When I really began my examination, I noticed that many were seriously lacking in the lower trap exercises development. What’s terrible was that whenever I wanted to unravel this mystery, I always came across a question which was “why” that I had no answer to until I studied this perfectly and came up with my own ideas. Frankly enough, it is no need to feel bad anymore because question has already be understood and answers will be propagated in this article.
Quiet simply, the lower trap exercises can be regarded as another one of those little muscle groups that no one cares about until they are injured. It’s only then that they realize how important these muscles are.
Developing your lower trap exercises is an assured way to turn yourself into one sexy beast. Oh well, they are very important, whether you know it or not.
My interest in the lower trap
Exercises first developed after a discussion I had with Zico, my brother and a friend. We were discussing the need for better mobility and stability even when everything was plained to be about girls. “Just some bad guys’ mood”. It’s just the feeling of wanting to feel better about ourselves by hanging out with girls and then seeing their “inside”. Yeah! funny us. Back to the topic.
Before we get into specific activation and consolidation drills, let’s first understand the roles of the lower trap exercises in enhancing and resisting movement. The lower traps are normally forgotten for several reasons:
1. It is not possible to see them in the mirror
2. Chicks can’t actually see them even if you’re in a neatly ironed tank top
3. You just don’t understand their importance
The trapezius is generally broken down into three sections – the upper, middle, and lower –conditioning on their degree of pennation. The lower trapezius is very essential for several reasons.
If we follow the logic of the joint-by-joint mode, we know that the scapulae typically needs more steadiness. This implies and ensures a stable base, which permits the gleno-humeral joint to transport freely and efficiently. As well, the lower trapezius enhances scapular depression.
Developing your lower trapezius
Consolidating your trapezius is an essential part of any workout routine. This muscle is incorporated in the mobility and stability of the scapula.
Both men and women seem to ignore working on their trapezius muscles, whether it’s because they can’t see the muscle, don’t comprehend the importance of it, or simply don’t know what exercises to exemplify.
For maximum back and shoulder exemplification, you want to be capable to depress and retract your scapula, which you can’t happen if you have weak lower traps. Also, there must be a balance between your lower traps, upper traps, deltoids and serratus for your back and shoulders to perfectly perform an exercise.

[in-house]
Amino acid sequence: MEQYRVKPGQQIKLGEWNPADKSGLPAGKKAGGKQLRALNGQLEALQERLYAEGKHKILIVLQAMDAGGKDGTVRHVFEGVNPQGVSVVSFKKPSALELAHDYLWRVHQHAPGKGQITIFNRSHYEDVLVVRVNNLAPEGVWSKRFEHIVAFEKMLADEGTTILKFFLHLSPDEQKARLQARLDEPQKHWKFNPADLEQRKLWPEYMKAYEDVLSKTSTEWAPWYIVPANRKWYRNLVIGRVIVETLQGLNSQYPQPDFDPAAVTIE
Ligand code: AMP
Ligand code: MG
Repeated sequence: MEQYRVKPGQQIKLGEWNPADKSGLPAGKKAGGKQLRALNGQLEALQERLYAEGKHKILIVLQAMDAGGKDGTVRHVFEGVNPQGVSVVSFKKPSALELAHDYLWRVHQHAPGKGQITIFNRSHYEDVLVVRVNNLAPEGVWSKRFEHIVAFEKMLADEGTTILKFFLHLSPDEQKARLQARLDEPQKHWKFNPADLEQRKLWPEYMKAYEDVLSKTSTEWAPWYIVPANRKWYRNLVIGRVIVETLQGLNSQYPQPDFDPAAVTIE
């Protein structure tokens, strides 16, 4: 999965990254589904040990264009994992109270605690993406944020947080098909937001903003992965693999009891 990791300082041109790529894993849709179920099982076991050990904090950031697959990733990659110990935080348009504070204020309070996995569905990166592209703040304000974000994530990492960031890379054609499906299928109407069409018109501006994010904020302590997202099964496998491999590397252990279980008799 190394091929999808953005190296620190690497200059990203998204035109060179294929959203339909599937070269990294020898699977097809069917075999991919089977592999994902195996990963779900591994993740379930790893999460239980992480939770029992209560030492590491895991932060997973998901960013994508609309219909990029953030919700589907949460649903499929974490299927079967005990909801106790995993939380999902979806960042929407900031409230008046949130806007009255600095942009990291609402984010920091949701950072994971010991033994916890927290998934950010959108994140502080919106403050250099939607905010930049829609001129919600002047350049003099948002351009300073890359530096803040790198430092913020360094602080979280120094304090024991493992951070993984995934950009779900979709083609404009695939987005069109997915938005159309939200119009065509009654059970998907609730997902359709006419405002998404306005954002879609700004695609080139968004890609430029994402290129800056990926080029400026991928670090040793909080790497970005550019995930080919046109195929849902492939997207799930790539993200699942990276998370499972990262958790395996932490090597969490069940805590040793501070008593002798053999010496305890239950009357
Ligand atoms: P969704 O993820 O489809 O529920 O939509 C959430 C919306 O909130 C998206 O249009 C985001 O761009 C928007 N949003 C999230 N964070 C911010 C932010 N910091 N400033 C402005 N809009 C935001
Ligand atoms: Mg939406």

1. Lower one cable pulley to the last notch on the machine and join a handle to the clip. Stand and locate the cable pulley to your left.
2. Select a suitable weight and grasp the handle with your right hand, palm facing up toward you. Maintain a slight bend in your elbow. Curve at the waist until your torso is almost parallel to the floor. Your knees should be somewhat bent, and your left hand should be relaxing on your left thigh.
3. Breath out and lift your right arm up, with your elbow slightly bent, until your arm is parallel to the floor and in line with your right ear. Grasp this position for one count.
4. Breath out and gently lower the handle back to your beginning position.
5. Repeat 12 times, then turn around so the cable machine is to your right side, and practice the exercise with your left hand.
Rope rear delt pull with scapular retraction
1. Lift the cable pulley about two notches taller than your height and join a rope to the clip.
2. Grab above the knots with your palms centralizing down toward the floor and thumbs pointing toward you. Take a few steps back so the cable is tight and your arms are completely expanded. Maintain your lower back upright and slightly bend your knees so you feel your core and keep yourself grounded.
3. Pull the rope in toward you, aiming for the bridge of your nose with your elbows blazed out. Grasp this position for one count while contracting your shoulder blades in conjunction, letting your elbows move slightly behind your back.
4. Breath out and gently return the rope back to your beginning position. Permit your shoulders to stretch forward.
5. Redo 12 times for 4 sets, increasing the weight after each set.
Overhead Farmer’s Walk
1. Grasp a kettlebell or dumbbell up above your head, maintaining your arm straight and your palm centralizing forward. Maintain your left hand on your ribcage to recur yourself to stand up tall, and engage your core as you walk.
2. Start walking. Really concentrated on maintaining your core tight and your shoulder blade down and back.
3. Walk for about 100 feet or for 30 seconds and then change arms.
1. Grab a pullup bar with your palms centralizing you and your palms slightly closer than shoulder-width apart. Fully expand your arms with your feet crossed behind you and both of your knees bent at a 90-degree angle. Maintain your torso as focused as possible while creating a curvature on your lower back or sticking your chest out.
2. Breath out and pull yourself up until your head is above the bar. Focus on using your bicep muscles and your middle back to practice this exercise. As you raise yourself up above the bar, maintain your elbows as close to your body as possible.
3. Maintain this position for one count.
4. Breath and slowly lower yourself back to your beginning position until your arms are completely extended again.
5. Redo 5 times for 3 sets.